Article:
Crazy Rich Asians, a two-hour celebration of fabulous wealth, stunning clothes and idealised love, complete with heroine who has to out-fox her beau’s imperious mother and vicious ex-girlfriend, is a faithful adaptation of the international bestseller by Singapore-American author Kevin Kwan.
More importantly it’s the first Hollywood movie in a quarter of a century to feature an majority-Asian cast – a feat not matched since The Joy Luck Club in 1993 and one driving frenzied publicity in the world of US entertainment.
It comes a year after The Big Sick made Kumail Nanjiani Hollywood’s first Pakistani-born rom-com hero and months after Black Panther became the third highest-grossing motion picture of all time in North America.
Kwan turned down a “gigantic” pay-offer from Netflix, to plop for Warner Bros. Pictures and a cinematic general release, looking to send a message and put down a marker for Asian-led box office receipts.
A massive publicity blitz appears to be working. The Hollywood Reporter expects the movie to make at least US$28 million (S$38 million) at the box office over the first five days in North America, up from US$20 million several weeks ago.
Director Jon Chu wants the movie to convince Hollywood bosses that there’s plenty of money to be made from Asian-led projects, opening the door to greater representation.
“That we are worth that time, we are worth that energy and worth that effort,” he told Fox News.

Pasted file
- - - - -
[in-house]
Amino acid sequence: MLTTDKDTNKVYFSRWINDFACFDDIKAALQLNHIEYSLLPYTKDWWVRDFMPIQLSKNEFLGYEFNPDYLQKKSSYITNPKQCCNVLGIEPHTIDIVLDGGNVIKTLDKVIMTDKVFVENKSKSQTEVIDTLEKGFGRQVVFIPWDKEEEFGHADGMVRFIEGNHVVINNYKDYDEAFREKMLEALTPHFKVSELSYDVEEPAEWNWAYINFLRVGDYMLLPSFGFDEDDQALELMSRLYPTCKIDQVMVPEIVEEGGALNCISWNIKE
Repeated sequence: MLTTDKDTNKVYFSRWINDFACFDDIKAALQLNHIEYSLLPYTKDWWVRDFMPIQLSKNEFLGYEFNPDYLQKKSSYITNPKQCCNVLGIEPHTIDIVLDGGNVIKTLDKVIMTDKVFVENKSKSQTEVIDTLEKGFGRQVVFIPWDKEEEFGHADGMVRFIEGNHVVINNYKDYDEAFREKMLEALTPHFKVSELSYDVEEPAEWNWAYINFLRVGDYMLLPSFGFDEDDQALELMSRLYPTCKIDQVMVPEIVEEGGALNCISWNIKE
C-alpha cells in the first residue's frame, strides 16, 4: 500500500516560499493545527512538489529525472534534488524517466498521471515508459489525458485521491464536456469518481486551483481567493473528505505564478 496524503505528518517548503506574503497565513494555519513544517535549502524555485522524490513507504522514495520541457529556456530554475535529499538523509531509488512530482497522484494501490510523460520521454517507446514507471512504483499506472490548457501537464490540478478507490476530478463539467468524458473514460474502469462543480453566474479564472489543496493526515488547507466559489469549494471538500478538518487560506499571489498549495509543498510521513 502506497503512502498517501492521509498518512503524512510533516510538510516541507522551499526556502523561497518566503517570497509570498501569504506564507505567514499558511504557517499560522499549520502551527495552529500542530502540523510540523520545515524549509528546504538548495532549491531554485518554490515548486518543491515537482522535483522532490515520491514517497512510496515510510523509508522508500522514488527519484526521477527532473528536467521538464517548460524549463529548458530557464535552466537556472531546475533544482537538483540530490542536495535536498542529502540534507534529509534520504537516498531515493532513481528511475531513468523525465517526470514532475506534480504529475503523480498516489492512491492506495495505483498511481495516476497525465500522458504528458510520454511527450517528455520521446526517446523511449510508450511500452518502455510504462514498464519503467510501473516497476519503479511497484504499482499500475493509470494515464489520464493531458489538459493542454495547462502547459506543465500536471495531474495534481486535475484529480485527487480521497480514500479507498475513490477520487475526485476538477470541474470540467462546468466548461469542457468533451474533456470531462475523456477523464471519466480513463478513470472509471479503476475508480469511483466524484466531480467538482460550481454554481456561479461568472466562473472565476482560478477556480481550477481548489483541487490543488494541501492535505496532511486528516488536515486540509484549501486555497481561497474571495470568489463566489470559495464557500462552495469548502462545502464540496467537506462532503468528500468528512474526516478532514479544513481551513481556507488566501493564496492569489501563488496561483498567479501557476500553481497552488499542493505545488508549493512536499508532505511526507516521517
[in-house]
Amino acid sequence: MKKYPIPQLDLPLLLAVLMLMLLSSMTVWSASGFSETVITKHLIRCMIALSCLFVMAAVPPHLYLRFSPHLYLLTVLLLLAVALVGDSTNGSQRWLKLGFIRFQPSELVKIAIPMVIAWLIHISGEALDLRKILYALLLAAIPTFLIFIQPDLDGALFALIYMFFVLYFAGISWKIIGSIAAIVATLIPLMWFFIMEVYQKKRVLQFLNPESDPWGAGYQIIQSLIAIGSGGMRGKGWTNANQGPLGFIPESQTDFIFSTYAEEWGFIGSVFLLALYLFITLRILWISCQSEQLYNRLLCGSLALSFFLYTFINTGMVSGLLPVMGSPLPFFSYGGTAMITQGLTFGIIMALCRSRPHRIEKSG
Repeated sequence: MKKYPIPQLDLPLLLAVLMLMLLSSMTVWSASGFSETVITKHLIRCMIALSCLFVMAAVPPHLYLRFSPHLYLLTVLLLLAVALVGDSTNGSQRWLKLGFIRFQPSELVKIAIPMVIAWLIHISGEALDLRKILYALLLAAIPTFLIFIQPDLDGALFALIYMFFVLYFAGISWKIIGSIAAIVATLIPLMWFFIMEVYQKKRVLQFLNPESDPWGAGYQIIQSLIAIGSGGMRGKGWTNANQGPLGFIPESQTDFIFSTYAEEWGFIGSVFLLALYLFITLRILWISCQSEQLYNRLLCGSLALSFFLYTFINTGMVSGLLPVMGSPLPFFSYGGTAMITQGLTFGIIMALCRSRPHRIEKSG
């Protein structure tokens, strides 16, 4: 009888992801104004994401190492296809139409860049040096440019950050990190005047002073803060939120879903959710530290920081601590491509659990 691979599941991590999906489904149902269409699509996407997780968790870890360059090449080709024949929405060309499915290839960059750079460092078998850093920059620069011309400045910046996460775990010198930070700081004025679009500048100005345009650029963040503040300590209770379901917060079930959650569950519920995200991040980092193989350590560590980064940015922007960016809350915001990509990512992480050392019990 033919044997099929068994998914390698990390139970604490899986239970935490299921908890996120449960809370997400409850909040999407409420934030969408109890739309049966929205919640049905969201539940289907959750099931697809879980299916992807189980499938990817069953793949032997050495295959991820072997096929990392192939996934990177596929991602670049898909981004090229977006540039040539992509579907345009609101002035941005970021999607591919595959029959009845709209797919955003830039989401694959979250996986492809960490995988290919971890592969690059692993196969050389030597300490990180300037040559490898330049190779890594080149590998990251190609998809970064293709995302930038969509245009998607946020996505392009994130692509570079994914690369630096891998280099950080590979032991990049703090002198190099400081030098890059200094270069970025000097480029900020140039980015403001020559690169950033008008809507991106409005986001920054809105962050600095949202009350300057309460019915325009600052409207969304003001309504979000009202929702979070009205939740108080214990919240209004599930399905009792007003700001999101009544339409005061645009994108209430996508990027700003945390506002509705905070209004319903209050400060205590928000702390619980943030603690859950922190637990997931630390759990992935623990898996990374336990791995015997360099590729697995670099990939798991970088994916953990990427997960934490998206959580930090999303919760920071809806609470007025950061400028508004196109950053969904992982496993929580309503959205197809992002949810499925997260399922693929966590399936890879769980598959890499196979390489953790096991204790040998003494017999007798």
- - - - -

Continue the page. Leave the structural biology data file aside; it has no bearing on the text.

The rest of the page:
“The cinematic experience is unparalleled in that kind of context, of putting it in the museum, in the glass box and say this is special.”
Filmed on location in Malaysia and Singapore, with a reported budget of US$30 million, its cast is almost entirely Asian, Asian-American and Asian diaspora.
As a result, it’s American actress Constance Wu who gets to wear the posh frocks and British-Malaysian, former BBC host and hair stylist Henry Golding who gets to be the Cary Grant of summer 2018.
“You don’t see that growing up. You don’t feel like you can be the hero of your own story. I think every child should feel worthy and feel loved,” a tearful Wu told NBC News.
“I want to get to a stage where it’s not headline news that this is the first movie in 25 years,” agrees Golding. “Let’s just tell stories, that’s what Hollywood was created for,” he told NBC.
Reviews are mostly positive, provided you suspend disbelief that a savvy New York Millennial would never once google the guy she’s been dating for a year.
So we see Chinese-American economics professor Rachel Chu fly to Singapore for Spring Break with her lecturer boyfriend Nick Young, seemingly clueless that he’s “the Prince William of Asia.”
Nick has marriage on the mind, whisking her off to his friend’s wedding and to meet his folks, only for Rachel to find out his family are “richer than God.”
Thrown into the mix are dazzling jewels, private jets, bitchy rich girls, class conflict and cut-class English accents, sneering not just at a girl from Queens, but an American period.
Prospective mother-in-law Eleanor, played by Michelle Yeoh, provides all the hauteur, while comedy comes from US actress and rapper Awkwafina, who plays Rachel’s nouveau-riche but well-meaning friend Peik Lin.
A survey of popular movies from 2007-16 by the University of Southern California found that only 5.7 percent of characters were Asian, and that only three percent of directors were Asian or Asian American.
Nevertheless Asian Americans accounted for the second highest per-capita attendance at the movies in 2017 after Latinos, according to the Motion Picture Association of America. Asians represent six percent of the US population and accounted for eight percent of frequent moviegoers, it said.
“The importance of seeing Asian faces up there is not lost on me,” Chu told NBC. “How it would feel if I was a kid to see that, to know you can be a handsome young man and all the world is your oyster.”